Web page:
Prof Roger Awan Scully, reviewing the state of the Welsh language in response to the Welsh government’s proposals for a new language act, in New Statesman.
Shown above, a tweet from an account called ‘Keep London Rule,’ demanding that Westminster crush Scotland’s aspirations for independence by taxing its people until they are on their knees.
Only in conversation with a Brexiteer would it be necessary emphatically and repeatedly to assert that Hannah Arendt is not the same person as James O’Brien.
Art the Armed Forces Day, 11am-10pm, 27th June, Y Tabernacl, Llandudno, with an art workshop, music and readings, and an insight into the history of peaceful protest and pacifism in Wales. Rob Mimpriss, Trystan Lewis, Louise Fazackerley, and others.
Images of the march in London on 23rd June by Anna Reynolds. Over one hundred thousand people, no disorder that I saw, and the flags of Scotland, Cornwall, Croatia and Wales, including my own.
The state of public morality in the UK: someone on a ‘cross-party’ political discussion forum reports that he is ‘bored’ of hearing about those who died in the fire at Grenfell Tower.
12th June 2018: Rachel Sylvester reports in The Times today that an unnamed Conservative MP cannot support amendments to the Brexit Bill today because death threats from Brexiteers have made him afraid for his family. In addition, she reports, a former minister has described the UK as enduring ‘a reign of terror.’
In the 1950s, the experimental psychologist, Leon Festinger, sent his postgraduate students to infiltrate and observe a small cult that was operating in the area at the time. The cult leader was in telepathic communication with a race of aliens whose flying saucer was on the way to earth, and would destroy and remake its surface on 21st December 1954. The cult leader and her followers would be made leaders in the new world order that the aliens would institute.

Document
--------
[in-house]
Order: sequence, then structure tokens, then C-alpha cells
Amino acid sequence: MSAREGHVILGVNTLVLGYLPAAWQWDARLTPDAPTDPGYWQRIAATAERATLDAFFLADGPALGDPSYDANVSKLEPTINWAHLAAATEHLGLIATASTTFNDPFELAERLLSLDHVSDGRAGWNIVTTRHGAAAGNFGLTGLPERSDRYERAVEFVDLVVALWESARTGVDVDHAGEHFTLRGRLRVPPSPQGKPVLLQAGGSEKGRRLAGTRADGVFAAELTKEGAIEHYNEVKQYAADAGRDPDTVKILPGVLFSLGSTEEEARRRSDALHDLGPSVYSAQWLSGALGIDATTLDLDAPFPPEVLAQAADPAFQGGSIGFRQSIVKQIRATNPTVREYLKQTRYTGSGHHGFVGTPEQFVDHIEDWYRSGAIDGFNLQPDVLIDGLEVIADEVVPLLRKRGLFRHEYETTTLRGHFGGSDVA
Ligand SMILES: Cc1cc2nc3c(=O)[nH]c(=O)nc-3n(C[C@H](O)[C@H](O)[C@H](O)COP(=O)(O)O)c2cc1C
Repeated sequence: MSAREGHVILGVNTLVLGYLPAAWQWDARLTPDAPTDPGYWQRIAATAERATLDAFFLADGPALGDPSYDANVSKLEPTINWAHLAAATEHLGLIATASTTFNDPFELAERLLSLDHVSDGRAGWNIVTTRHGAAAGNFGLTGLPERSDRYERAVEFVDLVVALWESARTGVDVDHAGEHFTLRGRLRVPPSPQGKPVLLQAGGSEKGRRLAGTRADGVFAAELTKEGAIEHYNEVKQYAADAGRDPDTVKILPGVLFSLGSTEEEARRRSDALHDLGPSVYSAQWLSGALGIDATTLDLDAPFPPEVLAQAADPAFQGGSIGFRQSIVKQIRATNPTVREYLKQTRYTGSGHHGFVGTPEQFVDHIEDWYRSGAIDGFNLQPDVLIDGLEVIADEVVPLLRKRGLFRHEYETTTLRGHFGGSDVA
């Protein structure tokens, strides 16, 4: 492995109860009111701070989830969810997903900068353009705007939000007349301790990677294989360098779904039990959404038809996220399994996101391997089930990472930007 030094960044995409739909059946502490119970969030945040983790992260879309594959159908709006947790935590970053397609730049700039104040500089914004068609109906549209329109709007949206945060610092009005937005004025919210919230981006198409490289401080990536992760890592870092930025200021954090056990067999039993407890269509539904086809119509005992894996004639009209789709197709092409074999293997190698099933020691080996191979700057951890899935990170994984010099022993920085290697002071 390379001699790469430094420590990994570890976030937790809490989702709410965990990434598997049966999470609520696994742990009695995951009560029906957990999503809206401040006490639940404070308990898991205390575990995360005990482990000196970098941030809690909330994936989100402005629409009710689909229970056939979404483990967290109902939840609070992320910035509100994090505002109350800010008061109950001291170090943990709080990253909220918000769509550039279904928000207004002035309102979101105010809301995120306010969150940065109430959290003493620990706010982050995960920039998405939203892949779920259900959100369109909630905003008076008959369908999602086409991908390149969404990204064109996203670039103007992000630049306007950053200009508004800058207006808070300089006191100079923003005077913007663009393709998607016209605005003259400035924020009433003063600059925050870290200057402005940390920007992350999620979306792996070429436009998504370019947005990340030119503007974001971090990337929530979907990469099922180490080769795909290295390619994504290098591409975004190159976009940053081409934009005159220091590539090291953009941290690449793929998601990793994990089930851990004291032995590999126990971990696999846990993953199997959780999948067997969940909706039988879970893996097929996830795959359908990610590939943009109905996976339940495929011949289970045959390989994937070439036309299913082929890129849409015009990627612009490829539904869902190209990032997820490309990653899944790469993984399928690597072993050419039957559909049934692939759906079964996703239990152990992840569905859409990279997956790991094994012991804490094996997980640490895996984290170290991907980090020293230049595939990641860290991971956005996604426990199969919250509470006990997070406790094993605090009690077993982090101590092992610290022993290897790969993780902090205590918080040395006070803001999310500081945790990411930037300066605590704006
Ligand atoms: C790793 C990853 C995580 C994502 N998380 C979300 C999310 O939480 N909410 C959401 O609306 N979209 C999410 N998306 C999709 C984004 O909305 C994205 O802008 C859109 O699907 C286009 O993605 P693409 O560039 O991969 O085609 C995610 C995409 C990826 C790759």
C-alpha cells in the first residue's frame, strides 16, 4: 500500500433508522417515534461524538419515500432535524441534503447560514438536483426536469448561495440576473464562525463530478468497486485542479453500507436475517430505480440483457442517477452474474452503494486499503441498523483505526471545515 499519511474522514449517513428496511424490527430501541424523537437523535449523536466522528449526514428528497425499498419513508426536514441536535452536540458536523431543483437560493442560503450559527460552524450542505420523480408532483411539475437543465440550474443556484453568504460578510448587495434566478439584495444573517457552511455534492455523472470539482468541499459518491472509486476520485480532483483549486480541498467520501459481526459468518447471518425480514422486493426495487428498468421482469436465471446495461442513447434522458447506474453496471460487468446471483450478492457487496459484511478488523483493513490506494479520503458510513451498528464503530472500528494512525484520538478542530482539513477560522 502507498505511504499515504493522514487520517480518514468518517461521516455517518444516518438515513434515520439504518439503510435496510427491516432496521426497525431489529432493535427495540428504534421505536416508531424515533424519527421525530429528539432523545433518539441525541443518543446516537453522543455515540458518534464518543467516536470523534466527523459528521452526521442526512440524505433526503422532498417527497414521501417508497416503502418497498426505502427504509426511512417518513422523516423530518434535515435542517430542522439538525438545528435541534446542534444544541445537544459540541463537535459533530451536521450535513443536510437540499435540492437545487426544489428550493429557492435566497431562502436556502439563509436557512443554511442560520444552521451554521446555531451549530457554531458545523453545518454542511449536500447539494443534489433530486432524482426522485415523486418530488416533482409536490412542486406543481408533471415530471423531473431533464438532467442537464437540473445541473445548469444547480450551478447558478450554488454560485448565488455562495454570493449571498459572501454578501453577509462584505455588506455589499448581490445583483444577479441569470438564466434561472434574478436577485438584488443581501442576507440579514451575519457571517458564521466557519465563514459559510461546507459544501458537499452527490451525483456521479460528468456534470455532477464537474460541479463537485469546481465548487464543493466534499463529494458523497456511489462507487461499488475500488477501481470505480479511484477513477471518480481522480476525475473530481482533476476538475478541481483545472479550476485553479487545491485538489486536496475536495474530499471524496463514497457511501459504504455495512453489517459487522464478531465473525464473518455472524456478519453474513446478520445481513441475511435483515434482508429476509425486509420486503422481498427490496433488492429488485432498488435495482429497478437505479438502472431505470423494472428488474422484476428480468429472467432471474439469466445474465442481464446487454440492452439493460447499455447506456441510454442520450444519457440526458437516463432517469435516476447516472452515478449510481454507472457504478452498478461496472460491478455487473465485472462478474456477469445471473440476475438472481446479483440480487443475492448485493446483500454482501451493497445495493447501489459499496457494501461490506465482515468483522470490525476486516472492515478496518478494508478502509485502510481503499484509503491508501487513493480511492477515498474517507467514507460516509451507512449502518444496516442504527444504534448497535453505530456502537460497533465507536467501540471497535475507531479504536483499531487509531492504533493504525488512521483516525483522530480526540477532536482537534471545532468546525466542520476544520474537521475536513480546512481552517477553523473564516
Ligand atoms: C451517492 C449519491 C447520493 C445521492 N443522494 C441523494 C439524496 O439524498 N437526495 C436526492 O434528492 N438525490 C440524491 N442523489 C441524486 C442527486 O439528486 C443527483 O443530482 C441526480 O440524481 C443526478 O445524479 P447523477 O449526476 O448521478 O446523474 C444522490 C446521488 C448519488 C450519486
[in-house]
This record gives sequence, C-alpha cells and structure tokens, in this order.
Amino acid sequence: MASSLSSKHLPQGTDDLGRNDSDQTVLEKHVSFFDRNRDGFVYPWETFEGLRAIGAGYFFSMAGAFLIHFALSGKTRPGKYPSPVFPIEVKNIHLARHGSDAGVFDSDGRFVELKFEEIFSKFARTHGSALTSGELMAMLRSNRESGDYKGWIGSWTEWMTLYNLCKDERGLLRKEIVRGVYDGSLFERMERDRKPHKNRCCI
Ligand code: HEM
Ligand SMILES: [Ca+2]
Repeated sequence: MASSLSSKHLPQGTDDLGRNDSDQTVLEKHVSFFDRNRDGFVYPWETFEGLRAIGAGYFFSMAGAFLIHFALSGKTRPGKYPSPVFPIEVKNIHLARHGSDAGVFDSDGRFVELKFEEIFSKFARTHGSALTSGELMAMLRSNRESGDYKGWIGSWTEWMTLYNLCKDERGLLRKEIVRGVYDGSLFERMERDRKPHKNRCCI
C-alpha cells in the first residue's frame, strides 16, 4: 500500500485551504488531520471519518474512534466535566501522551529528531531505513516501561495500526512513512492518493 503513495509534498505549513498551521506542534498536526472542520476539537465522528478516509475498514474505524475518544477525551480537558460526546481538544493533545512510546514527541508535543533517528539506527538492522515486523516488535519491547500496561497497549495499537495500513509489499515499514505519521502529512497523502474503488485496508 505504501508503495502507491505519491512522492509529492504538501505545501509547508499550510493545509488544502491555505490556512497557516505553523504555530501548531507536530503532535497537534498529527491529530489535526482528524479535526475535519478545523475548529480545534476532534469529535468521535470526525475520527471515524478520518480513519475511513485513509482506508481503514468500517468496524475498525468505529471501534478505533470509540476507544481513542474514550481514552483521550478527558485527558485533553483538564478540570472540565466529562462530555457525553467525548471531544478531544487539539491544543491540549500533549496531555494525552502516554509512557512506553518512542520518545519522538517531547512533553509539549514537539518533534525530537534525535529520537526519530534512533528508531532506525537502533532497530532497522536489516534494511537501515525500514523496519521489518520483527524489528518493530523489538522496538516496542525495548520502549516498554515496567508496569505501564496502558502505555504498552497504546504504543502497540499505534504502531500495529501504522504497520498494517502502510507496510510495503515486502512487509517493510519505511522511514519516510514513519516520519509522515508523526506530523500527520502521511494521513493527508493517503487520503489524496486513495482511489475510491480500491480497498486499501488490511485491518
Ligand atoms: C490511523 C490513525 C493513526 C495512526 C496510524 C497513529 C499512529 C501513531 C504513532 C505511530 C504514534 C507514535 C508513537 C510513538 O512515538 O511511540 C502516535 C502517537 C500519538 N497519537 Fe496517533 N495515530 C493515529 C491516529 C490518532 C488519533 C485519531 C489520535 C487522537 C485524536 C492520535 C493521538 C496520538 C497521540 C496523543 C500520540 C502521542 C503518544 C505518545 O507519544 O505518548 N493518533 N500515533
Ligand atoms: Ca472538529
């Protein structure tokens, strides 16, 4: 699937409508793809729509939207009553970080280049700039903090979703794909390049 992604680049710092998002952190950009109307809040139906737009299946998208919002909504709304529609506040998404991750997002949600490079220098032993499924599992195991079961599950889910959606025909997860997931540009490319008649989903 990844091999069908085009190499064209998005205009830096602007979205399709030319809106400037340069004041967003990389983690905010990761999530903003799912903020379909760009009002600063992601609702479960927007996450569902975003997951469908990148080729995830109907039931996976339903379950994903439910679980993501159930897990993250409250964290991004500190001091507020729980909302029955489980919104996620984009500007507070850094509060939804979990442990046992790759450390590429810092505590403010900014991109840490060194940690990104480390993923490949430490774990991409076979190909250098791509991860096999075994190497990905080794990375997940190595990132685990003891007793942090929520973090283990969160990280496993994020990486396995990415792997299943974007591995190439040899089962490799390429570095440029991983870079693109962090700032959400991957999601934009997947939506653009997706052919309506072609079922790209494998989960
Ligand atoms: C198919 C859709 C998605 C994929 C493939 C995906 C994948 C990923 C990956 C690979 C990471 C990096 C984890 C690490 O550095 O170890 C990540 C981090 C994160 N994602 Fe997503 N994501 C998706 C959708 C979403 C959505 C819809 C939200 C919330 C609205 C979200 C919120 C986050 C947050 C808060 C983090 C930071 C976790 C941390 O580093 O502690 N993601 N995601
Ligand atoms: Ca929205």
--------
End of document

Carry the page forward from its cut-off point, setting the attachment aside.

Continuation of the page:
As the date drew near, and the cult grew, the leader offered her followers various early meetings in remote locations with the aliens; but always, due to technical difficulties, government interference, or lack of faith on the part of the cult, they failed to appear. Despite this, cult members’ expectation of their apotheosis grew palpable, and they stripped their clothes of belt buckles, zips, and anything else containing metal that would interfere with the flying saucer’s drives. Once again, the aliens failed to appear, and 21st December passed without incident.
After a brief period of bewilderment and despair, the cult came to realise that their faith as a group had saved the entire earth from destruction, and the failure of their predictions became proof that their teachings were true. When Leon Festinger called on them, they hailed him as an alien travelling in disguise. His book about the cult, When Prophecy Fails, remains a seminal study of the way the mind invents pretexts for rejecting truth, and is relevant in the light of Michel Barnier’s warning that the UK must face facts about the inevitable economic and political consequences of leaving the European Union.
19th May: Accounts of the royal wedding today remind me of James Frazer’s account of the monarchy among (as I recall) the Ashanti people of North West Africa in his seminal work of anthropology, The Golden Bough (1890). Their king, who represents the land, and the health of the land, is elected once a year, housed in a palace, freely given everything he seeks except his freedom, and is publicly whipped to death at the end of his term, to fertilise the land and ensure good crops.
I am not convinced that this is a better defence of monarchy than the fact that UK’s royal family work hard.
19th May: ‘Brit ydi Betty — hei, go dda rŵan, cyfatebiaeth cytseiniad — Brit ydi Betty. Ia, Brit o’r Brits. Coronation Street, Jiwbilî, Y Cwîn, Alf Garnett, Falklands. Union Jack, Princess Di — y cwbwl. Gadael llonydd iddi hi ydw i. Dwi mewn occupied territory yn y fan hyn.’
Angharad Tomos, Yma o Hyd.
The flyer that just dropped through my door, inviting me to ‘discover retirement living to the full in Benllech’, is written, appropriately enough, in English only.
#BrexitMeansRacism: A second sample of the hatemail sent to Prof Tanja Bueltmann of Northumbria University, following her appearance at the Women Against Brexit rally. See other samples above and below.
@WomenObeyUKIP. ‘Genocide’ used as verb.